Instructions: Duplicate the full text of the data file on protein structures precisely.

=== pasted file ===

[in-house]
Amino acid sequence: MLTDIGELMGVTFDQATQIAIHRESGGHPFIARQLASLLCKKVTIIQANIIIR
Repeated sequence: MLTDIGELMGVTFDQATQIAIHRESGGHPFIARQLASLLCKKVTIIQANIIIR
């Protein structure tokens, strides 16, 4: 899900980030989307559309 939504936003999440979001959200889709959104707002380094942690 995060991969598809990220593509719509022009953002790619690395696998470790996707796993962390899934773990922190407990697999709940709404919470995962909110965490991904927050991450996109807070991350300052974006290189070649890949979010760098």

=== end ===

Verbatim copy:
[in-house]
Amino acid sequence: MLTDIGELMGVTFDQATQIAIHRESGGHPFIARQLASLLCKKVTIIQANIIIR
Repeated sequence: MLTDIGELMGVTFDQATQIAIHRESGGHPFIARQLASLLCKKVTIIQANIIIR
């Protein structure tokens, strides 16, 4: 899900980030989307559309 939504936003999440979001959200889709959104707002380094942690 995060991969598809990220593509719509022009953002790619690395696998470790996707796993962390899934773990922190407990697999709940709404919470995962909110965490991904927050991450996109807070991350300052974006290189070649890949979010760098």